Afghan peace talks have taken on new “urgency” for the Biden administration ahead of the May 1 deadline to withdraw U.S. troops, which the United States may not meet. So has the Yemeni peace process, amid increasing violence and a worsening humanitarian crisis.
Here are three surprising discoveries I made while researching my new book, “The Frontlines of Peace.” They grow from more than 20 years of experience investigating topics related to war and peace, including on-the-ground research in 12 conflict zones around the world.
1. Even in the most violent war zones, you’ll find pockets of peace
This month, residents of Panjwai, a remote Afghan district, negotiated a cease-fire between the army and the Taliban. It worked only from 9 a.m. to 5 p.m., but it was a good start.
In Congo, the island of Idjwi has remained a “haven of peace” for more than 20 years — even as one of the deadliest conflicts since World War II raged around it, claiming several million lives.
Similarly, you can find a fascinating contrast between Somalia, which sees bombings and terrorist attacks weekly, and its northern autonomous region called Somaliland, where there’s been little violence or terrorism for the past two decades.
In dozens of communities throughout Colombia, such as in San José de Apartadó, residents protect themselves nonviolently from the killings, kidnappings and extortions that their neighbors so often face.
I have found places like that all over the world. There is even a village in Israel, Wahat Al Salam-Neve Shalom, which was founded to demonstrate that Palestinians and Jewish Israelis can live in peace together. They do.
2. Ordinary people have a lot more power to decrease violence than we believe
These pockets of peace do not result from the kind of high-level peace talks that the Biden administration is using to end the wars in Afghanistan and Yemen. That’s the usual approach, which focuses on handshakes between presidents, abstract peace agreements and negotiations between government and rebel leaders.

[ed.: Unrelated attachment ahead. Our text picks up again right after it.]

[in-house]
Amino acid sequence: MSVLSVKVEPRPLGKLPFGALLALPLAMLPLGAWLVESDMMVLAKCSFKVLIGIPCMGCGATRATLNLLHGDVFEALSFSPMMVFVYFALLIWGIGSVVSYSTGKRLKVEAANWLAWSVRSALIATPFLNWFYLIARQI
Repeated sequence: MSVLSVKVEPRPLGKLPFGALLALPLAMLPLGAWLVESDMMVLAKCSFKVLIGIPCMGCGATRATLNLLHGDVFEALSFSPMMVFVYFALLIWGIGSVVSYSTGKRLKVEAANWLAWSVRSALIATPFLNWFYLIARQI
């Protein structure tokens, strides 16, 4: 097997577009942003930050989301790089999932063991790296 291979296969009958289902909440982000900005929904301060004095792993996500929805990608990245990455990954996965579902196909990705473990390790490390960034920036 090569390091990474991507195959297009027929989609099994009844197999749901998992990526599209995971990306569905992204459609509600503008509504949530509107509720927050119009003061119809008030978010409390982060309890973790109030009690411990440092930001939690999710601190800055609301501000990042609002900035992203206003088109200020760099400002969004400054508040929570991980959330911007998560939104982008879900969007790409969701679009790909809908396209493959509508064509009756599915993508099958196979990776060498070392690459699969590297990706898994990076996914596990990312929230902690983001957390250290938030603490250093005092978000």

In “The Frontlines of Peace,” I show that Idjwi is peaceful because of the everyday involvement of all its residents, including the poorest and least powerful. They keep violence at bay by fostering what they call a “culture of peace.” They organize in grass-roots associations and local structures that help resolve conflicts. And they draw on strong beliefs that help deter violence by insiders and outsiders, such as blood pacts (traditional promises between two parties who agree never to hurt each other).
Likewise, there are many reasons for the difference between Somalia and Somaliland. But what’s key is that in Somaliland, citizens themselves led sustained grass-roots peace-building initiatives — while the rest of Somalia relied on the usual top-down, outsider-led approach.
In every country where I have conducted research, I have found examples of ordinary citizens and grass-roots activists who used their personal connections to convince the leaders of surrounding armed groups to come and negotiate. So have other researchers. It’s not only the residents of Panjwai in Afghanistan, Idjwi in Congo, Somaliland in Somalia, or San José de Apartadó in Colombia. It’s also the inhabitants of many zones of peace, from Bosnia to Indonesia and Iraq. Even during World War II, ordinary citizens made countless efforts to build everyday peace around them. Some of them did succeed in disrupting conflict.
3. There’s an alternative to the way we try to build peace — and it works much better
The good news is that foreign peace-builders like U.S. diplomats can support these kinds of efforts without falling into the same old tired relationships between outsiders and insiders and without destroying local peace efforts, as interveners so often do. Indeed, there are role models they can learn from.
In “The Frontlines of Peace,” I describe many original, out-of-the-box approaches by foreign peace-builders who manage to effectively support local people and actually make a difference on the ground. These model interveners come from all over the world. They work for very different organizations in very different countries. But they have a few things in common.
They respect local residents. They listen to them and understand that other people may have different priorities or different understandings of peace, democracy or development. They know the local contexts well. They speak at least some of the local languages and have extensive local networks. And they stay on-site for years, sometimes decades.
Of course, supporting governments and elite negotiations remain crucial because real peace lasts only when built both from the top down and the bottom up. But one thing is clear: To decrease violence, we need to fundamentally change the way we view and build peace.
Here’s the best part, which is perhaps what most surprised me in my research: All these ideas can help us address not only tensions in war-torn countries, from Afghanistan to Congo to Yemen, but also conflicts in ostensibly peaceful places, such as racial, ethnic, religious and political divides in the United States.
Séverine Autesserre is a professor of political science at Barnard College, Columbia University, and is the author of “The Frontlines of Peace: An Insider’s Guide to Changing the World” (Oxford University Press, 2021).